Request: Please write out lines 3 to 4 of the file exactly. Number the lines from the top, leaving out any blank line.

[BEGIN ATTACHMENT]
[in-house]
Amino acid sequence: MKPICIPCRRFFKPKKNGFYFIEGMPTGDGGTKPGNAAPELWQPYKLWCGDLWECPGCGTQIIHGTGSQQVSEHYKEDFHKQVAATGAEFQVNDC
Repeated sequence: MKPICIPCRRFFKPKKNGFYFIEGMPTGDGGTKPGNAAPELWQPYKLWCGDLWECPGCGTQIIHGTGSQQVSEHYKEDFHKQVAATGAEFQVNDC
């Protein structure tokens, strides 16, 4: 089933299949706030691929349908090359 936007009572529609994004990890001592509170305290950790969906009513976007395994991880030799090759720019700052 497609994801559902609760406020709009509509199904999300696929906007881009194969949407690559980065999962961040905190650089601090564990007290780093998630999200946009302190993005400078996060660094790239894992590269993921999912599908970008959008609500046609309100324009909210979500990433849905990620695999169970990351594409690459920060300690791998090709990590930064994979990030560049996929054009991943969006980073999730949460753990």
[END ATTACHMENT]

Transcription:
Repeated sequence: MKPICIPCRRFFKPKKNGFYFIEGMPTGDGGTKPGNAAPELWQPYKLWCGDLWECPGCGTQIIHGTGSQQVSEHYKEDFHKQVAATGAEFQVNDC
């Protein structure tokens, strides 16, 4: 089933299949706030691929349908090359 936007009572529609994004990890001592509170305290950790969906009513976007395994991880030799090759720019700052 497609994801559902609760406020709009509509199904999300696929906007881009194969949407690559980065999962961040905190650089601090564990007290780093998630999200946009302190993005400078996060660094790239894992590269993921999912599908970008959008609500046609309100324009909210979500990433849905990620695999169970990351594409690459920060300690791998090709990590930064994979990030560049996929054009991943969006980073999730949460753990």